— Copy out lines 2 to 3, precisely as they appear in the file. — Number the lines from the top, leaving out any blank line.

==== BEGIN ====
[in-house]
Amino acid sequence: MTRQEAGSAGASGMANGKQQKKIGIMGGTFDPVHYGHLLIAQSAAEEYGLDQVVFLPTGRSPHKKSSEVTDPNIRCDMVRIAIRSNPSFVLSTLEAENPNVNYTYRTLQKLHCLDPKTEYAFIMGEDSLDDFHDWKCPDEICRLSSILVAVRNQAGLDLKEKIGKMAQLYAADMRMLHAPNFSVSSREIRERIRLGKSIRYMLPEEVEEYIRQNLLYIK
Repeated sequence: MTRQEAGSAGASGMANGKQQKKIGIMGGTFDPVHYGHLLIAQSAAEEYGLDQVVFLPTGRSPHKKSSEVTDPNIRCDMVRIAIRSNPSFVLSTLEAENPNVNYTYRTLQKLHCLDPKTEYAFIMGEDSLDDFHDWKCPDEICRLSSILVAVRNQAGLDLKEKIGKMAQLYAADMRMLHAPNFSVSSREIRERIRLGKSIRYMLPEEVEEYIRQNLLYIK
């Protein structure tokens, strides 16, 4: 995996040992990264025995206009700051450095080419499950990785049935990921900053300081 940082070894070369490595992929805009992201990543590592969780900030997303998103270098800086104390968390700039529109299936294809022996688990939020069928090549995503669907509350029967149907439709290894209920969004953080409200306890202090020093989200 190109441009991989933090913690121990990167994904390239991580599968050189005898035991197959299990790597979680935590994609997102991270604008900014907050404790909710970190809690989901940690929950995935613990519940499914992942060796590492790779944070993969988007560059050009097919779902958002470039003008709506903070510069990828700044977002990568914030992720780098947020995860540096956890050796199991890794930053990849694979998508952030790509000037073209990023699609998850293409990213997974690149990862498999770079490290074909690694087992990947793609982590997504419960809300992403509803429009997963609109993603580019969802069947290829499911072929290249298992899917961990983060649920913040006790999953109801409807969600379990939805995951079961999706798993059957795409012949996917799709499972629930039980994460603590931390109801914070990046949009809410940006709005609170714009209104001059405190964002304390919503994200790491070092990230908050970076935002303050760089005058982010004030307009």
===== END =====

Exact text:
Amino acid sequence: MTRQEAGSAGASGMANGKQQKKIGIMGGTFDPVHYGHLLIAQSAAEEYGLDQVVFLPTGRSPHKKSSEVTDPNIRCDMVRIAIRSNPSFVLSTLEAENPNVNYTYRTLQKLHCLDPKTEYAFIMGEDSLDDFHDWKCPDEICRLSSILVAVRNQAGLDLKEKIGKMAQLYAADMRMLHAPNFSVSSREIRERIRLGKSIRYMLPEEVEEYIRQNLLYIK
Repeated sequence: MTRQEAGSAGASGMANGKQQKKIGIMGGTFDPVHYGHLLIAQSAAEEYGLDQVVFLPTGRSPHKKSSEVTDPNIRCDMVRIAIRSNPSFVLSTLEAENPNVNYTYRTLQKLHCLDPKTEYAFIMGEDSLDDFHDWKCPDEICRLSSILVAVRNQAGLDLKEKIGKMAQLYAADMRMLHAPNFSVSSREIRERIRLGKSIRYMLPEEVEEYIRQNLLYIK